Benzinga  Apr 5  Comment 
Morgan Stanley lowered the price target for Prudential Financial, Inc. (NYSE: PRU) from $131 to $128. Prudential shares closed at $104.42 on Wednesday. Bank of America lowered the price target for CarMax Inc. (NYSE: KMX) from $104 to $98....
Insurance Journal  Feb 15  Comment 
A wholly owned subsidiary of Prudential Financial Inc. (PFI) has signed definitive agreements to purchase a 13.1 percent stake in Peak Reinsurance Holdings Ltd., the sole shareholder of Hong Kong-based Peak Reinsurance Co. Ltd. Prior to the...
Benzinga  Feb 13  Comment 
Pete Najarian said on CNBC's "Fast Money Halftime Report" that traders should keep an eye on Dollar Tree, Inc. (NASDAQ: DLTR). Jon Najarian bought Walt Disney Co (NYSE: DIS) because he noticed unusually high options activity. Josh Brown is...
Motley Fool  Feb 8  Comment 
PRU earnings call for the period ending December 31, 2017.
Wall Street Journal  Feb 7  Comment 
Curious as it sounds, Prudential Financial is rapidly gaining a big exposure to the health and well-being of British retirees.
Motley Fool  Jan 22  Comment 
Set 'em and forget 'em.


This article is about the US insurer. For the British insurance company, see Prudential (LON:PRU).

Prudential Financial Inc. (Public NYSE: PRU) is one of the largest group and individual life insurance providers and variable annuity distributors in the United States. Prudential makes money through fees charged to its customers whom are insured by Prudential and through extra returns it generates above its liabilities. The company has three main business segments: Individual Annuities, Retirement, and Asset Management. Prudential recorded a total revenue of $38.4B and net income of $3.2B for the full year 2010.[1]

In order to expand beyond the US, Prudential has developed a "life planner" model. This system is active in Korea and Japan, and Prudential is cautiously exploring expansion to Mexico, China, and India.[2]

Business Segments

Prudential Financial operates a highly diversified business platform within the insurance industry. The company earns revenue through product sales of life insurance and annuities as well as asset management. It operates both domestically and in Korean and Japan, targeting both individual households and groups. Its product offerings, geographic footprint and customer mix allows Prudential to spread exposure across a wide base of operations.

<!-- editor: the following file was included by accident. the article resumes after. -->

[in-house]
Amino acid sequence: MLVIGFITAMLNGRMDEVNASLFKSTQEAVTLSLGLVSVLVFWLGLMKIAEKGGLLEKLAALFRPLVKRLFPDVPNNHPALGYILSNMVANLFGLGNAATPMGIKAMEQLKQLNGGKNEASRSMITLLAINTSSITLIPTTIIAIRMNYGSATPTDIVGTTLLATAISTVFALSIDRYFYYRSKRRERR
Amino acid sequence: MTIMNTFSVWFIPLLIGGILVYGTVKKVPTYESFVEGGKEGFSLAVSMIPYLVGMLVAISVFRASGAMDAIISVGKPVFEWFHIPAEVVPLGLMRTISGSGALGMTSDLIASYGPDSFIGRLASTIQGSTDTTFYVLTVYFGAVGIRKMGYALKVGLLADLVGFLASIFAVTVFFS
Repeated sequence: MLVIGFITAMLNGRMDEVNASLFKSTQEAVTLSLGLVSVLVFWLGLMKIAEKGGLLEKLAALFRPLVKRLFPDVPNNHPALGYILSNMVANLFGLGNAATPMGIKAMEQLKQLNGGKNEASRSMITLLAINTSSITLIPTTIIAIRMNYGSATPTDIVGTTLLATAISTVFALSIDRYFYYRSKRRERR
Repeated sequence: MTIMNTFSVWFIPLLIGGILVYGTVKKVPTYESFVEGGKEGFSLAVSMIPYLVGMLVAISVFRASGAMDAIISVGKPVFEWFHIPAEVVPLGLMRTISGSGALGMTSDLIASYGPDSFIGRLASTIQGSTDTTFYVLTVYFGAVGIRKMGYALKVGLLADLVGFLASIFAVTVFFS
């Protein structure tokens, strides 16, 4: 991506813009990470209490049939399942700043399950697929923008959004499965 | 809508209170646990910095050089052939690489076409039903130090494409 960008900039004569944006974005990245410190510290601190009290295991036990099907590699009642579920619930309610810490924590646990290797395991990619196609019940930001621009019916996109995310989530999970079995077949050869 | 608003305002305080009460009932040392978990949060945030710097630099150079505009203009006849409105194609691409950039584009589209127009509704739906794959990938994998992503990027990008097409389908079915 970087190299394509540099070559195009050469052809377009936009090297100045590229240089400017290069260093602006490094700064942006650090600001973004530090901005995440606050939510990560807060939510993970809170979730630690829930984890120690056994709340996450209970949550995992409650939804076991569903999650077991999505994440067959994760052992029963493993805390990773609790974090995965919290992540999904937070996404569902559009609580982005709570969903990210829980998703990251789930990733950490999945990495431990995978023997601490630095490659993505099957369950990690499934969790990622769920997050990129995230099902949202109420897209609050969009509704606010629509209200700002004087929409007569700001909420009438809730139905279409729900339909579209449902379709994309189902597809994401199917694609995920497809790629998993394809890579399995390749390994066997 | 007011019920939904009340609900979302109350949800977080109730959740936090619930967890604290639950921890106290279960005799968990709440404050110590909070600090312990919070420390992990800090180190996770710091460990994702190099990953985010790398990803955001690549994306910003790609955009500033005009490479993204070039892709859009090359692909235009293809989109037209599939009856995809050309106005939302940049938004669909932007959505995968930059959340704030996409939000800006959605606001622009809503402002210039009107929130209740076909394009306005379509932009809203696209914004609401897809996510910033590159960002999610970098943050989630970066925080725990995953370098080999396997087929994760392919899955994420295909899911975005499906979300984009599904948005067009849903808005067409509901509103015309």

For the fiscal year 2010 ended in December 2010, Prudential Financial reported a total revenue of $38.4B and net income of $3.2B for the full year 2010.[1]

US Retirement and Investment Management (33% of Revenue, 50% of Net Income in 2010)[3]

Prudential’s US Retirement a nd Investment Management division is made up of three segments: Individual Annuities, Retirement, and Asset Management. Although not the largest in terms of revenue, the division contributes the largest percentage of net income in 2009.

  • Individual Annuities: [4] [3] This segment creates and sells individual variable and fixed annuity products. It differentiates itself from others by offering innovative and less expensive products.[5]
  • Retirement:The Retirement sub-segment provides retirement-plan products and services such as record keeping, plan administration, actuarial advisory services, tailored participant education institutional and retail investment funds to public, private, and nonprofit organizations. Management has positioned Prudential to benefit from aiding baby boomers transition from the workforce to retirement. To close the gap between retirees and inefficiencies in pension plans provided by the government and corporations, Prudential will be able to provide annuities and other payout options.[6]